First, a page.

Direction Finder Overview
The Doppler radio direction finder (RDF) consist of two main components: the RDF processor and the antenna summing unit. The RDF processor performs the signal processing. The antenna summing unit controls the multi-element antenna array. The system supports many possible arrangements of antennas, processors, receivers, and network configurations. We have illustrated the most basic fixed site arrangement below.
Basic Fixed Site Arrangement
In this configuration, a single processor unit connects to a single antenna and a single receiver. The PC displays bearing data. The PC also controls the radio direction finder and the receiver. The processor provides a host USB port for connection to the receiver, thereby allowing it to be remotely controlled. The RDF processor uses the audio to compute the bearing angle. The audio is filtered to remove the commutation tone and drive the loudspeaker shown. The time-tagged bearing data is sent to the computer via the Ethernet interface.
Each fixed site DF antenna has a bandwidth of one octave (115-250, 250-500 and 500-1000 MHz). The antennas themselves accomplish antenna switching. This, therefore, allows one to run a single control cable and a single coax cable to the stacked antenna array. For example, see the diagram below.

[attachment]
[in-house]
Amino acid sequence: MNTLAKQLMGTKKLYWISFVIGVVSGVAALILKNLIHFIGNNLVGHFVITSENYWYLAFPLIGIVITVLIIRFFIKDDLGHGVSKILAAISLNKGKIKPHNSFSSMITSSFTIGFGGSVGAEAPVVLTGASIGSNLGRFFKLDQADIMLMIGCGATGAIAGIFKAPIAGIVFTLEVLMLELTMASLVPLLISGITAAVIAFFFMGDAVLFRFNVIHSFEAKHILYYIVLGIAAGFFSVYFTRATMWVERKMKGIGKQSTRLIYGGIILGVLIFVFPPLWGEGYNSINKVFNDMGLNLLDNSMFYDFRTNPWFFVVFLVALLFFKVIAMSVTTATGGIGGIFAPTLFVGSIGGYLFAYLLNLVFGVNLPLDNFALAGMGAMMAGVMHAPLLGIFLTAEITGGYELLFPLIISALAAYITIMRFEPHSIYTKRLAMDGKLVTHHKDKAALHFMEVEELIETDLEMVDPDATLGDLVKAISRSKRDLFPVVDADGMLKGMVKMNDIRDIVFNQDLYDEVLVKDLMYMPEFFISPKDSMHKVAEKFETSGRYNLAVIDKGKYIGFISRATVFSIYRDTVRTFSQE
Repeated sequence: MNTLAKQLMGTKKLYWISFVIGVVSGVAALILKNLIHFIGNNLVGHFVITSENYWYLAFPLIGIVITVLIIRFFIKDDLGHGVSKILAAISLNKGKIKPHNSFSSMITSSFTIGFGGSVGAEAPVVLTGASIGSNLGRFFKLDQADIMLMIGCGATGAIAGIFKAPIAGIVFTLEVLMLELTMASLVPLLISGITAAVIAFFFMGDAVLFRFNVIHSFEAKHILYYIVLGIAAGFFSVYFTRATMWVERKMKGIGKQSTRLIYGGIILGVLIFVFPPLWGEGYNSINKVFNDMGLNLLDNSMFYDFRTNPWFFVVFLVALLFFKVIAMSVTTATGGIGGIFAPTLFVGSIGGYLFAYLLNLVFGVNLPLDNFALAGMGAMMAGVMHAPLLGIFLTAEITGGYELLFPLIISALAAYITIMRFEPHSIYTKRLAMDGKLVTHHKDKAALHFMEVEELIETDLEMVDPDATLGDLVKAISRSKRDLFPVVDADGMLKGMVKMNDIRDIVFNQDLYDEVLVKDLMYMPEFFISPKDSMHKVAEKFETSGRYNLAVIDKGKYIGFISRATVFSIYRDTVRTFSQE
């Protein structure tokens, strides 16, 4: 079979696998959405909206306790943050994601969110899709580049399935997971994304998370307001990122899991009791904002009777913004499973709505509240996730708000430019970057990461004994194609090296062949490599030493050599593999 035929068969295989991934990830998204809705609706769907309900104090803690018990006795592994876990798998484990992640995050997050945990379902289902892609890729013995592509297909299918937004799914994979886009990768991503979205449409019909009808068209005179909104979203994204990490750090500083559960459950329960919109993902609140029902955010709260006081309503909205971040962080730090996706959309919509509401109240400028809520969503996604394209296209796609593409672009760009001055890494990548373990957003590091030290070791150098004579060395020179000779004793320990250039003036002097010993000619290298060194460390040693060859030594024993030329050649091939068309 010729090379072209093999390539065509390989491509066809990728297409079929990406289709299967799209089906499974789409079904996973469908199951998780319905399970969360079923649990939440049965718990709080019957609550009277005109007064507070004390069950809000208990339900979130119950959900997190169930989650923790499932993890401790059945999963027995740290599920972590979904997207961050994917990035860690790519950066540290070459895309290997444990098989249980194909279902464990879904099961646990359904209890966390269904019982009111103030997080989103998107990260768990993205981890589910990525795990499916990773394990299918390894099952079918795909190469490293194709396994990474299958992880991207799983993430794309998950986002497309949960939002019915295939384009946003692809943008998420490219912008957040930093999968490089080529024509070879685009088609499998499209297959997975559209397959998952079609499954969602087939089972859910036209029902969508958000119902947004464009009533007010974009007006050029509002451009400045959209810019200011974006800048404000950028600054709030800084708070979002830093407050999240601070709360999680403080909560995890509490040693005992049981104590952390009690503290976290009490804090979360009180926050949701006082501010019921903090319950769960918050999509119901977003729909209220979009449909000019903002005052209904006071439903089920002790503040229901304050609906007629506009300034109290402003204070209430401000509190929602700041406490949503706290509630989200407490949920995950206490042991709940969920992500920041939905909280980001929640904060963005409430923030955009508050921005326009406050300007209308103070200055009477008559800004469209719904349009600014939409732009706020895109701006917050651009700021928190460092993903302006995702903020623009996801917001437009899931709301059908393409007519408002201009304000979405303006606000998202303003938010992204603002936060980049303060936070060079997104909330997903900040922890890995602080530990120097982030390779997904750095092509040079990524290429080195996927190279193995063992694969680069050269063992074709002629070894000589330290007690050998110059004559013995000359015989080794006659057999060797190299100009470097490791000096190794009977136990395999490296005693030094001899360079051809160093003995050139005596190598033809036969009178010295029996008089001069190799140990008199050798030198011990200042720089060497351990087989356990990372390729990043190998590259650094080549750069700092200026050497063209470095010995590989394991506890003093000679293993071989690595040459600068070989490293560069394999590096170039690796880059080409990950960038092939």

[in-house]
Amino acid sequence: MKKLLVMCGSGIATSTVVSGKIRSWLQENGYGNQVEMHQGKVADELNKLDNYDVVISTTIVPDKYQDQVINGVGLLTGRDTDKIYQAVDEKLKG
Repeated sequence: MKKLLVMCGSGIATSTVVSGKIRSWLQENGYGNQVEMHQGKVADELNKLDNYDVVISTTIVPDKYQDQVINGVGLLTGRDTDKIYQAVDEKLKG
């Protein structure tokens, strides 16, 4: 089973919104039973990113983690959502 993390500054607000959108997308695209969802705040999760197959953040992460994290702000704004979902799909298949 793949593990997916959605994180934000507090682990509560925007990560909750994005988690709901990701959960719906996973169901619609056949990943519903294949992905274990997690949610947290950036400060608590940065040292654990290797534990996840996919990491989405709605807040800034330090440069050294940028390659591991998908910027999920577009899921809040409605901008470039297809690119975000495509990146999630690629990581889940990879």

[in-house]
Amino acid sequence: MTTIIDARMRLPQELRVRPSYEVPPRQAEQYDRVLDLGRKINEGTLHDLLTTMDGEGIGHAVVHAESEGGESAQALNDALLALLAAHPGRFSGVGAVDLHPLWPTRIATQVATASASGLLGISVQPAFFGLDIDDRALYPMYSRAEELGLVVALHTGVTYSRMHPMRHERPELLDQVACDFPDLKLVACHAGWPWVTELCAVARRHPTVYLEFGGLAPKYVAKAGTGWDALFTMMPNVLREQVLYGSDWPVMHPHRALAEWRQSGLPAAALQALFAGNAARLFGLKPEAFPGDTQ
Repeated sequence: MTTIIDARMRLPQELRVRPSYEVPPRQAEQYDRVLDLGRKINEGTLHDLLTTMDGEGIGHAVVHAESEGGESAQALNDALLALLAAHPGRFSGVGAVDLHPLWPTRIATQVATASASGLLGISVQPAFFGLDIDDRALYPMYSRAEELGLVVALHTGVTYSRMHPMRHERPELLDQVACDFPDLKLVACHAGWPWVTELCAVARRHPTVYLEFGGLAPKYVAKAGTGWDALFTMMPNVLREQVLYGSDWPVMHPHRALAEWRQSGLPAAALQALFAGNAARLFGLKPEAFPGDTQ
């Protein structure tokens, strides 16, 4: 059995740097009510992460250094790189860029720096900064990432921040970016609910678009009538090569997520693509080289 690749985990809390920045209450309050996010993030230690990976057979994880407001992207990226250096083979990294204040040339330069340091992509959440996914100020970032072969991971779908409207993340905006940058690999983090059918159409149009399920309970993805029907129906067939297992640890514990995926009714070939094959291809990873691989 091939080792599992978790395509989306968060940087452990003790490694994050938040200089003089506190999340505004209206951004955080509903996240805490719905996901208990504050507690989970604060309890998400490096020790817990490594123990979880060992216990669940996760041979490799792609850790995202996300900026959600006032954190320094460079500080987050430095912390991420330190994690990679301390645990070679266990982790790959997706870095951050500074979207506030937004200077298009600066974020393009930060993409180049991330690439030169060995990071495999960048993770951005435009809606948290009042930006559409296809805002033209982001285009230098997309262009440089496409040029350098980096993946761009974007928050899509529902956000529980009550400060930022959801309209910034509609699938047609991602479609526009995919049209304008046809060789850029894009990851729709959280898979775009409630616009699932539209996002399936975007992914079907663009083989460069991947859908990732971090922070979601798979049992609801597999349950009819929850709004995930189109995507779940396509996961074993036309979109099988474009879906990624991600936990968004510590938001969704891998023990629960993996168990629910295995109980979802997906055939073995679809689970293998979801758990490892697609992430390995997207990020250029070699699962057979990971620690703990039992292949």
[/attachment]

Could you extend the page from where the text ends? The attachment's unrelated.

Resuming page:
Simultaneously DF on Multiple Frequencies
Users can simultaneously monitor multiple channels and compute bearings using the same RDF antenna. Multiple processors connected together accomplish this in a daisy chain arrangement. The Master RDF controls and synchronizes the antenna and the Slave RDF processors. While we show two channels below, the scheme can extend to thirty-two.
In mobile operation, replace the fixed site antenna with a magnetic mounted RF summing unit and four magnetically mounted quarter-wave vertical antennas. Using the MPT User Interface software, one may construct a simple homing direction finder by simply adding a narrow band FM receiver.
When running an application such as TargetTrack, connect a laptop to the MPT using the Ethernet port. The GPS will connect to the MPT USB port either directly or through a USB-to-serial converter. You may also connect a compass or yaw rate sensor for additional heading readings.